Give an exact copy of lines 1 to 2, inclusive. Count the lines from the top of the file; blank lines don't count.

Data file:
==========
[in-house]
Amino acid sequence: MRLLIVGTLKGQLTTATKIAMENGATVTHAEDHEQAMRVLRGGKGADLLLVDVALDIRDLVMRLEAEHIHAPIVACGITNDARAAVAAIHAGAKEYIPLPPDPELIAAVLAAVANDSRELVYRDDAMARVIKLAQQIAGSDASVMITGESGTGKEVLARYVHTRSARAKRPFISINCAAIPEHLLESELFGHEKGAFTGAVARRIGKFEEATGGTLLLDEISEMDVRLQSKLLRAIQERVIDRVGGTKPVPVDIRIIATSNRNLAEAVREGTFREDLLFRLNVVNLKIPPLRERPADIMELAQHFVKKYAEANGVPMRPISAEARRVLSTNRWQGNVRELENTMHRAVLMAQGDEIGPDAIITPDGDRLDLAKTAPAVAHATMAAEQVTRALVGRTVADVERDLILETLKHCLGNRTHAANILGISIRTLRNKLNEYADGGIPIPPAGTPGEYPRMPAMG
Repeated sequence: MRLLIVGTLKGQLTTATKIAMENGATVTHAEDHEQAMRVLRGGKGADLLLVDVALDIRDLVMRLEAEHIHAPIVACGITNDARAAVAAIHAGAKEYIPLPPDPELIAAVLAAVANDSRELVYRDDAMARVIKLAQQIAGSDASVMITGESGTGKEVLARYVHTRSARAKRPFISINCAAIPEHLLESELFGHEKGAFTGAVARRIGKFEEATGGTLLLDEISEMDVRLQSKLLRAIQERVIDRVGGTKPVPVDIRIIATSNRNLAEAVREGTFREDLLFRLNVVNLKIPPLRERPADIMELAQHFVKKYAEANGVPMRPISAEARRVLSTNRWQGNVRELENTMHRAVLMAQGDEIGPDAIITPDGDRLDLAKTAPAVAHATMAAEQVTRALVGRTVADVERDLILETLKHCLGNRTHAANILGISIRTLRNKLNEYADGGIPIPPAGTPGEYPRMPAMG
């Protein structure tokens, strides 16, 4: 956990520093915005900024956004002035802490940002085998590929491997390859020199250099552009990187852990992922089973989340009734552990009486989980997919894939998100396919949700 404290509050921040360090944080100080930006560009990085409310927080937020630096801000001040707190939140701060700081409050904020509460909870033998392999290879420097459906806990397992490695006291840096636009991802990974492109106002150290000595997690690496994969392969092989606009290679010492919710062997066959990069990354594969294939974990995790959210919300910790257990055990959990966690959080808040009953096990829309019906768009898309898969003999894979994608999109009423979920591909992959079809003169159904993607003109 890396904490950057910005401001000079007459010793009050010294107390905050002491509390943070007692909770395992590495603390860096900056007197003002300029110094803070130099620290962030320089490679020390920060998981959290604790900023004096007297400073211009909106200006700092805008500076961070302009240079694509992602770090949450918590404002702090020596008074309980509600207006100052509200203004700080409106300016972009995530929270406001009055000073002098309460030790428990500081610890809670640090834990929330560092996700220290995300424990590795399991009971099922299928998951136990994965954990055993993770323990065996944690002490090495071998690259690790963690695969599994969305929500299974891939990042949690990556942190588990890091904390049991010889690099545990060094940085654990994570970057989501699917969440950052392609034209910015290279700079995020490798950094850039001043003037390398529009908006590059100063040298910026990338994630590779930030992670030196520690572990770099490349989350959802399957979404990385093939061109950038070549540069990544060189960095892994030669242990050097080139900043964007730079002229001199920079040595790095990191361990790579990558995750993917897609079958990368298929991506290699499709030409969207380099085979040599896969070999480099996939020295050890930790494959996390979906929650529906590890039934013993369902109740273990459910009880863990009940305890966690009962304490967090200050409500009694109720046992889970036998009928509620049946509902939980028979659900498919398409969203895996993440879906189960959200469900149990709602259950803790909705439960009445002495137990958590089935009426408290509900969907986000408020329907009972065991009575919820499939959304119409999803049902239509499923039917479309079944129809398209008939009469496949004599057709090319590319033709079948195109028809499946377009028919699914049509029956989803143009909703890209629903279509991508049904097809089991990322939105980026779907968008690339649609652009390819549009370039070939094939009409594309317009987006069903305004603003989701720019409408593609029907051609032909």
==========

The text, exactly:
[in-house]
Amino acid sequence: MRLLIVGTLKGQLTTATKIAMENGATVTHAEDHEQAMRVLRGGKGADLLLVDVALDIRDLVMRLEAEHIHAPIVACGITNDARAAVAAIHAGAKEYIPLPPDPELIAAVLAAVANDSRELVYRDDAMARVIKLAQQIAGSDASVMITGESGTGKEVLARYVHTRSARAKRPFISINCAAIPEHLLESELFGHEKGAFTGAVARRIGKFEEATGGTLLLDEISEMDVRLQSKLLRAIQERVIDRVGGTKPVPVDIRIIATSNRNLAEAVREGTFREDLLFRLNVVNLKIPPLRERPADIMELAQHFVKKYAEANGVPMRPISAEARRVLSTNRWQGNVRELENTMHRAVLMAQGDEIGPDAIITPDGDRLDLAKTAPAVAHATMAAEQVTRALVGRTVADVERDLILETLKHCLGNRTHAANILGISIRTLRNKLNEYADGGIPIPPAGTPGEYPRMPAMG